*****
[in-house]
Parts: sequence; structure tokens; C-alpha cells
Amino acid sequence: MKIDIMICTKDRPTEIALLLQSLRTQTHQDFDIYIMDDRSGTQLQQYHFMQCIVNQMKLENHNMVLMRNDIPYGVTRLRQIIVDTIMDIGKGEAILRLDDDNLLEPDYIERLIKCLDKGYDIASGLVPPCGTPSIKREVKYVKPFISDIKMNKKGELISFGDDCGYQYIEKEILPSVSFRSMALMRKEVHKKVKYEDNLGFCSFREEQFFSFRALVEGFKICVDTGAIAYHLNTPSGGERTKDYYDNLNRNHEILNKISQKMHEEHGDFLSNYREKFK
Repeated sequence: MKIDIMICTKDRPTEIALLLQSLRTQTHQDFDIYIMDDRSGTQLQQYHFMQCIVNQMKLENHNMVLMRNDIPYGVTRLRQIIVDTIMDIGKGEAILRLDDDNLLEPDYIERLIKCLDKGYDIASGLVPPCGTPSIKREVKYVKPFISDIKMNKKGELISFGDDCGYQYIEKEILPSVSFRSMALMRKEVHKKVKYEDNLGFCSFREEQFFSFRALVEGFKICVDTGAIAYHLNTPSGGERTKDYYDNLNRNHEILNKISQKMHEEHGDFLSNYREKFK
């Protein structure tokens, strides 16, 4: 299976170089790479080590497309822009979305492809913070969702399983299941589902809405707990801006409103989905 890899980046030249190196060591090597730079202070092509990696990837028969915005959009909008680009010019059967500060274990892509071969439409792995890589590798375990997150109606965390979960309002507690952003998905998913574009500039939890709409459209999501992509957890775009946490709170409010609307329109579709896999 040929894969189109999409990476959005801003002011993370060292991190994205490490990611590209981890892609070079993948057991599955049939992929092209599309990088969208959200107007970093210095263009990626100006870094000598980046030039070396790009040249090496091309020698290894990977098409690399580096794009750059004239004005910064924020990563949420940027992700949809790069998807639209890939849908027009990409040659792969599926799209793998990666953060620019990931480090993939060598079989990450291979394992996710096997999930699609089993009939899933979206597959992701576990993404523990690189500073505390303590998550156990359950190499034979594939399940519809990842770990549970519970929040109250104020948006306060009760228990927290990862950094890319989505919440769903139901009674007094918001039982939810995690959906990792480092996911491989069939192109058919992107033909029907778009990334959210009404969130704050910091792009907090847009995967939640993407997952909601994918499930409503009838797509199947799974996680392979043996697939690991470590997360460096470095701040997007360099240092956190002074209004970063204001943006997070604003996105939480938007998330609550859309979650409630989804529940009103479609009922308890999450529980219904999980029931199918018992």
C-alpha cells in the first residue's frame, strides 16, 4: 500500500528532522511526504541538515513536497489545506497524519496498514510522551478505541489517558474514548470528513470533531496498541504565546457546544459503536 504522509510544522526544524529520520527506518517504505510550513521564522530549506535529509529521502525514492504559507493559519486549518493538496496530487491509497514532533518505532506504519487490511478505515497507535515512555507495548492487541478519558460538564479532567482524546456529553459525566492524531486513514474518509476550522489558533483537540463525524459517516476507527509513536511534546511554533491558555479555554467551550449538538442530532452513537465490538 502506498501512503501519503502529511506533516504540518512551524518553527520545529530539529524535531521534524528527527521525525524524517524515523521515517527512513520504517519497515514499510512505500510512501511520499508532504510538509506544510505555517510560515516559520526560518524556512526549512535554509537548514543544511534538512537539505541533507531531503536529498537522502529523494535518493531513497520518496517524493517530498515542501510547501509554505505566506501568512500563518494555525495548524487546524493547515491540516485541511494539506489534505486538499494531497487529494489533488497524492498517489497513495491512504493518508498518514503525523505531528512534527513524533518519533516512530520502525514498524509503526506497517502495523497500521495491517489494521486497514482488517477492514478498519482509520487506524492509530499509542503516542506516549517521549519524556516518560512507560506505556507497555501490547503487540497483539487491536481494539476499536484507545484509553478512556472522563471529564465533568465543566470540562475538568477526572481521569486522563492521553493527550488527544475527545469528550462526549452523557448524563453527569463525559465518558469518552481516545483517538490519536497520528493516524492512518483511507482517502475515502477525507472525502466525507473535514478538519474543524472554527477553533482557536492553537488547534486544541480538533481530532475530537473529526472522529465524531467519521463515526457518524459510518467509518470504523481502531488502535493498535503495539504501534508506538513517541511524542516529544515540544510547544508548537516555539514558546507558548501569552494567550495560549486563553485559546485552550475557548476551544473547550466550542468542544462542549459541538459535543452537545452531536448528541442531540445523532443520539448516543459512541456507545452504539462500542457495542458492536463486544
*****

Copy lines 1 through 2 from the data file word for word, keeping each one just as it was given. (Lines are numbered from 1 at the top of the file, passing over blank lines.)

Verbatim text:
[in-house]
Parts: sequence; structure tokens; C-alpha cells